Finally, I had my intern hours done and took the National Athletic Trainers Board of Certification test.  A three part, all day test.  I waited for the results and when they came I was disappointed.  To become an athletic trainer one had to pass all three parts, I passed two parts easily, but missed the other part by 1 point.  I had to retake that portion of the test.  A few months later I finished that requirement and received my certification as an athletic trainer.  It took hours of study and intern time, but the hard work paid off.  

After my children grew up and left home, my wife and I decided we wanted to move back to the east coast.  We both grew up in New Jersey, went to the same high school and started dating way back then.  We had lived in Virginia during my time in the Marines and really loved the area.  Carol took a job in Harrisonburg and I followed.  I worked at Massanutten, as a life guard.  Then I worked at the Rockingham Memorial Hospital 's wellness center as a personal trainer, maintenance man and life guard.  I soon became the aquatic' supervisor.  This was a very time consuming job, and I was not happy.  After a short employ with a security company, I moved up to the very high profile job of cutting grass at Massanutten Resort for the summer.  You learn to do what you have to do to earn a living.  This grass cutting job really makes for a great conversation when people tell me that Americans will not do that kind of work. 

Then it happened, Carol saw an ad in the newspaper.  Mary Baldwin College was looking for an athletic trainer.  I applied, met with Sharon our Athletic Director and the rest, as they say, is history.  I have to admit, I was a little concerned about being at an all women's college.  However, it has turned out great.  I love working with young people.  I think it helps to keep me young, at least in my heart.  The body may get old, but the mind and spirit do not have to follow.  I do this because I like the people I work with, the small campus and the students.  I think I can help young women become better athletes and, more importantly better people.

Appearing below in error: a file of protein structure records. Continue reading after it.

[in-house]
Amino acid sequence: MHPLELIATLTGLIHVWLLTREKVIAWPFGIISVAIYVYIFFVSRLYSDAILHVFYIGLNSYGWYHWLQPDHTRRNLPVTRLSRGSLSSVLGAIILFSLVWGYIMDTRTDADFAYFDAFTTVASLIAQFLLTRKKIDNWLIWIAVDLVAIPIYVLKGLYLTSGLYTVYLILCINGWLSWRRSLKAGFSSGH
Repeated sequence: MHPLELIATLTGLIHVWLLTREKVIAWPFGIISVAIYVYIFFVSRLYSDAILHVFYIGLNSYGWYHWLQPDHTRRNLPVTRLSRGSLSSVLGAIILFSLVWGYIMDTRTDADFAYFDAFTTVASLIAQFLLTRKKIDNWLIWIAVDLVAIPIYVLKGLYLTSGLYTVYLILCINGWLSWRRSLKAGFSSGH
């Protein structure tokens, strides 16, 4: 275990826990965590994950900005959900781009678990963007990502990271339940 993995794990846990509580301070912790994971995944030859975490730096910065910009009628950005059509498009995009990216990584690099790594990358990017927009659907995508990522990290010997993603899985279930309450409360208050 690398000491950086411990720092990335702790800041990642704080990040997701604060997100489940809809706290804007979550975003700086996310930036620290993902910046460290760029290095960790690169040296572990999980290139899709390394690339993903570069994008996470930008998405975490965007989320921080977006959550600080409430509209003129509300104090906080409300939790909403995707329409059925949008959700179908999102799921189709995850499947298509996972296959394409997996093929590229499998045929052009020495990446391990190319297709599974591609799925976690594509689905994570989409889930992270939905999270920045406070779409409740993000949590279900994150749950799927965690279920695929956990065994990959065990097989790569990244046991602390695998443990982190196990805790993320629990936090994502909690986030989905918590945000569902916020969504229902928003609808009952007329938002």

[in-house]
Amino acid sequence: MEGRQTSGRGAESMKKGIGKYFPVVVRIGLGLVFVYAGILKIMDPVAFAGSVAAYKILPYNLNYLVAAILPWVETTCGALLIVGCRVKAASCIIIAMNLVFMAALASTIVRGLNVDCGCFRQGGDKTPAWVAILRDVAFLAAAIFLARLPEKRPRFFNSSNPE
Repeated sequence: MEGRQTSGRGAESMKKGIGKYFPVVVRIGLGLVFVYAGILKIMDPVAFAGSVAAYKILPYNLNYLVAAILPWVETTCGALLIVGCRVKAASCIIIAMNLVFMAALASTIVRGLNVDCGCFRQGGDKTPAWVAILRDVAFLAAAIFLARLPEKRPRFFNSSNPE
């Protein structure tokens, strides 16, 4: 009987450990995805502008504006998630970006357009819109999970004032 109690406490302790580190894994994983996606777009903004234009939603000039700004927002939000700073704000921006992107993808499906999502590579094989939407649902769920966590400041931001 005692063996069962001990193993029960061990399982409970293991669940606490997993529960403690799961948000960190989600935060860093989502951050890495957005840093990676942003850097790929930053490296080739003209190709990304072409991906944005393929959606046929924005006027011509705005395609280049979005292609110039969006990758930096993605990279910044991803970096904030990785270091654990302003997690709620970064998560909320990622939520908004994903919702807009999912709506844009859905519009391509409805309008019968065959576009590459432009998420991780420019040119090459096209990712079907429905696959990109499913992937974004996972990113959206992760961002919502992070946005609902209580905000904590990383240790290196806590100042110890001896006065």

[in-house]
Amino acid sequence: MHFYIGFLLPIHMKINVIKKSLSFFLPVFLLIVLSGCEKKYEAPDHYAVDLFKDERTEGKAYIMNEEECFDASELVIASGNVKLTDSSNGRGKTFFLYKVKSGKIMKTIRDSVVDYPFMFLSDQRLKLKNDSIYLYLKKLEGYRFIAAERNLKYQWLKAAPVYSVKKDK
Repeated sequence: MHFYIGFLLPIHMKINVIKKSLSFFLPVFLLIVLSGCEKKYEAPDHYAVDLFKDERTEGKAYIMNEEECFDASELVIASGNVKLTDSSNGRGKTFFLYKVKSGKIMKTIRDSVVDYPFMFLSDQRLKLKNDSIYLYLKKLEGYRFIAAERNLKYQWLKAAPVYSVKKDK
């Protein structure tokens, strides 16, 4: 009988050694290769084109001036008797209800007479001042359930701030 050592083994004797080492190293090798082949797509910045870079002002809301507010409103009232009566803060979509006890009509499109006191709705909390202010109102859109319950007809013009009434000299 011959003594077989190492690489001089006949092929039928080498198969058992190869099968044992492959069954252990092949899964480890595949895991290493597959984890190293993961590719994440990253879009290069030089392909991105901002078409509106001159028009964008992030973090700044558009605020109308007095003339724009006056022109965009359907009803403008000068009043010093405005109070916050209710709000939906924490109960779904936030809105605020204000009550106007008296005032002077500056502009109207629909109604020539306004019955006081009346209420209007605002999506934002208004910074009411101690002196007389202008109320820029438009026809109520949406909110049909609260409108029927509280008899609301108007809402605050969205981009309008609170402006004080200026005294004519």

If you have read all of this and are still awake good for you.  I hope you can see that the journey through life takes many twists and turns.  In high school I didn't even know there was a thing called an athletic trainer.  I have traveled around the country and the world.  I have settled in on of the most beautiful areas in the world.  Take the time to look around.  Enjoy life.  Do every job to the best of your ability.  Don't be afraid to try something different.  There is no job that is below you.  Keep your head up and March on Squirrels!!

Monday, August 12, 2013

Why Do We Do What We Do?

 Our Athletic Director, Sharon Spalding, asked us to blog about our experience with being an athlete.  I grew up in the "Garden State", New Jersey.  I played baseball and basketball as a young lad, but didn't really get into sports until I started playing football.  The summer before 6th grade, my family traveled to Florida to visit my uncle and his family.  When we returned to New Jersey, all my friends disappeared at 4 PM every day to attend Pop Warner Football practice.  While I was away for 2 weeks everybody in my neighborhood decided to play football.  I decided I wanted to play too.  I went to practice and was told they didn't have any more uniforms, but the coaches were sure that some of the kids now on the team would quit and I would get a uniform.  I went to practice in jeans and a t-shirt and ran all the drills, I just could not hit.  As the practices became more and more contact oriented, the coaches prediction proved true, many kids started to drop out.  Finally I got my uniform and all my friends, who motivated me to go out for the team, quit.  I loved the hitting.  I was a little butterball of a kid, but I found my place.

By my 8th grade year I was too fat to play.  There was a weight limit of 115 lbs.  I was over 125.  I put myself on a diet and did a summer work-out.  By the time weigh-ins came around I was down to 111 lbs.  I was captain of the team that year and we had a great season.  I was looking forward to high school football.